The CCJ has its own website, and regularly produces videos that spread the message of youth empowerment through music and the spoken word. Florgera Dussaf Etienne is a singer and activist who works as a schoolteacher in Cité Soleil. “All the bad things people say about it are not necessarily true,” she says. “There are lots of good things and skilled young people in Cité Soleil. But we have a lot of problems facing us in this community.”

3 young Haitian men
Wood Markenlay Eustache, Moïse Fanfan, and Fednelson Bellefleur of the CCJ. Photos: Kieran McConville
Fishermen men nets in HaitiLaundy drying in urban HaitiAn alleyway in Cite Soleil Haiti
Scenes from Cité Soleil. Photo: Kieran McConville

Striving to be heard

Advocacy is an important part of bringing change and the members of the CCJ have been honing their skills and refining their message over the past couple of years. Hence the weekly meetings. “We want people to listen to what we have to say,” explains Gamania Ceide. “We want to bring about change by using our influence.” She herself had an opportunity to advocate at an international level in July of 2023, traveling to Brussels to attend an EU summit on investment and other potential synergies in Latin America and the Caribbean. These opportunities are few and far between, given the funding challenges and the difficulties facing Haitians seeking visas for international travel.

A group of young people at an EU conference
Gamania Ceide, second from right, with Concern's Beatrice Armada on her right, and other young people from different countries at an EU conference in Brussels. Photo: Concern Worldwide

Haiti is undoubtedly going through some of its darkest times. In the first three months of 2024, over 2,500 people were killed or injured as a result of violence in Haiti. The political landscape is shambolic, the economy is on a knife’s edge, and hunger stalks a land that should be self-sufficient in food production. Duval Dormeus summed up his feelings in an interview earlier this year. “Everything that is happening in front of me makes me tired. I want to find refuge somewhere, but I cannot hide as I need to resist. My breath is exhausted, and our tears, the tears of young people, are dry. I’ve seen too much for someone of my age. My head is spinning, but my brain will not stop thinking, so I continue to fight.”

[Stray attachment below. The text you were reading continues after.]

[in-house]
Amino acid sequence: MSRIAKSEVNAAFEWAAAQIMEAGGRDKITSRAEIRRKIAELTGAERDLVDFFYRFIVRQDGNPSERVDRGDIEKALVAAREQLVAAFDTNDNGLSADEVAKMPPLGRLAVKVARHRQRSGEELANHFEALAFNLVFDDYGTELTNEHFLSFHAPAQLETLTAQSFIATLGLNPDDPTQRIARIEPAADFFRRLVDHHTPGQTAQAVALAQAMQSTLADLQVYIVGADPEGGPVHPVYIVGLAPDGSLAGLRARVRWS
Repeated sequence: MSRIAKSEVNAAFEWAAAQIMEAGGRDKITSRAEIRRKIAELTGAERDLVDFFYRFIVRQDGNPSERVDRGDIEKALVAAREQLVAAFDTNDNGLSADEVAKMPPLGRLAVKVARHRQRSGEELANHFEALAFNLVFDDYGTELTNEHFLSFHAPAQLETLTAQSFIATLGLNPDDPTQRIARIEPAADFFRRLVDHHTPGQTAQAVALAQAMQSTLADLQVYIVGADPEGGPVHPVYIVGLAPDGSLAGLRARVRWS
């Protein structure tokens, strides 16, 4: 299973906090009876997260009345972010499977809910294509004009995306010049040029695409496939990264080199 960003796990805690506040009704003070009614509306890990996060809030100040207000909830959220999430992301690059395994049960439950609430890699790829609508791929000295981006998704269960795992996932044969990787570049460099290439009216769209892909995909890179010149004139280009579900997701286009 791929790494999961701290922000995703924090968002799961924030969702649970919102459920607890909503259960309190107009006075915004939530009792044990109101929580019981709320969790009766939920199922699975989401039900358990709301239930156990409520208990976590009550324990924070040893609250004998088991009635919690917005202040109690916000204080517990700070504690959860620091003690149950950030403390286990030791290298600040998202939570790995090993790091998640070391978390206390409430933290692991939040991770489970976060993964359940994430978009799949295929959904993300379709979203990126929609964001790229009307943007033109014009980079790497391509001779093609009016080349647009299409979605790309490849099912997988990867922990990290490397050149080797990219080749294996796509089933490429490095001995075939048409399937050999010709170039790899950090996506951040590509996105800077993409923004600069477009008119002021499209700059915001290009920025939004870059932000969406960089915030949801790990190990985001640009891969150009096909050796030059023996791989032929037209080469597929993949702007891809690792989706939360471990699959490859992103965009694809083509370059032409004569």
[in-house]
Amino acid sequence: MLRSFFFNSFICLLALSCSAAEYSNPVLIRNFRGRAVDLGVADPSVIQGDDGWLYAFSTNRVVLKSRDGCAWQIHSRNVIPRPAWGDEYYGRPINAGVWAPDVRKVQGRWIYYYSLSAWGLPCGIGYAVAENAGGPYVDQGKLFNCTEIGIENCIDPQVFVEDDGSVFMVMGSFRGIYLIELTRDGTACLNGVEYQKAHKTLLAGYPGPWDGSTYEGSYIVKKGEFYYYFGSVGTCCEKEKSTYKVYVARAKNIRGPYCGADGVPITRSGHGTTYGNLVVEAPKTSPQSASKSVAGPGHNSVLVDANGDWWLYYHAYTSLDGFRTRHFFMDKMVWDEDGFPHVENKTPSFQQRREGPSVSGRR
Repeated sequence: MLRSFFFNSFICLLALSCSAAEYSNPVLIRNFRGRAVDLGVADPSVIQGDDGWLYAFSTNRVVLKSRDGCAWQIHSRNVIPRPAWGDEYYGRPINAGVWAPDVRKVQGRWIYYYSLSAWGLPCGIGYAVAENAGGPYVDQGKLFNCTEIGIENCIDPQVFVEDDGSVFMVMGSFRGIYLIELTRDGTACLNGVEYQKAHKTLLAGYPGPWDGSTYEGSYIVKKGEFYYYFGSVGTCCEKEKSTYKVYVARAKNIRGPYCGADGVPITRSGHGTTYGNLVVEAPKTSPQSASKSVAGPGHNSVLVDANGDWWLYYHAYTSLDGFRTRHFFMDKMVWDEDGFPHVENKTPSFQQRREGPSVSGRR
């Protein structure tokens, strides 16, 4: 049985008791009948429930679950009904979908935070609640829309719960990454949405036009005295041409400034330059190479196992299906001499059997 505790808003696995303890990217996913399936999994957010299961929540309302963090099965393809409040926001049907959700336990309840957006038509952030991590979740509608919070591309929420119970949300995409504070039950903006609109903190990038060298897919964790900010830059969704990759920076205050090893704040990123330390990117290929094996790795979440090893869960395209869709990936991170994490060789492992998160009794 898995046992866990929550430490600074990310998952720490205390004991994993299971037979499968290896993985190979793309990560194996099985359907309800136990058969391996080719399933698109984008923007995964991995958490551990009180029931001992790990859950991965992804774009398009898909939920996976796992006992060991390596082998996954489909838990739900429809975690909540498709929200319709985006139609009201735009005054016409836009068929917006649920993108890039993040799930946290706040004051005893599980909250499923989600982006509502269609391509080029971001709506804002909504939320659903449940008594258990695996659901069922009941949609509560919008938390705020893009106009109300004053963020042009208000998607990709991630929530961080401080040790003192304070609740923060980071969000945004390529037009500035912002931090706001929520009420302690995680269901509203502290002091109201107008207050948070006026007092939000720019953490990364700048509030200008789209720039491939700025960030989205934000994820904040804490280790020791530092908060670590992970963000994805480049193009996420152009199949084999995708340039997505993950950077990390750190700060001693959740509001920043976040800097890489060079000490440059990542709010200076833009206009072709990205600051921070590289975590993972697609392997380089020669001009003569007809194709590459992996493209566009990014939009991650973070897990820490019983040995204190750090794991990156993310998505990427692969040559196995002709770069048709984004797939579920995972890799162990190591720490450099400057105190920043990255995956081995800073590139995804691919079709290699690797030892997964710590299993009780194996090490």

An airplane flies over a schoolyard in Port au Prince HaitiA family negotiates an open drain in Port au Prince HaitiTwo boys play in Port au Prince Haiti
Scenes from Cité Soleil. Photos: Kieran McConville

Eyes on the prize

Beatrice Armada says it's been a privilege for her and the Concern team to work alongside the members of the committee. "By fighting stigmatization and promoting a positive image of their communities, which have long been associated only with conflict, the CCJ is helping to change perceptions and demonstrate the strengths and possibilities within these areas."

The bravery and determination of the young people living in the slums of Port-au-Prince is a beacon of hope for those Haitians who have already suffered too much and who worry for the future of their country. The words of 18th century Irish philosopher Edmund Burke have never been more relevant. He wrote "When bad men combine, the good must associate; else they will fall, one by one, an unpitied sacrifice in a contemptible struggle." The Comité Consultatif Jeunes is setting the standard for the recovery and eventual success of Haiti as a nation.

The Comité Consultatif Jeunes has been assisted by Concern Worldwide with the support of the UN Peacebuilding Fund.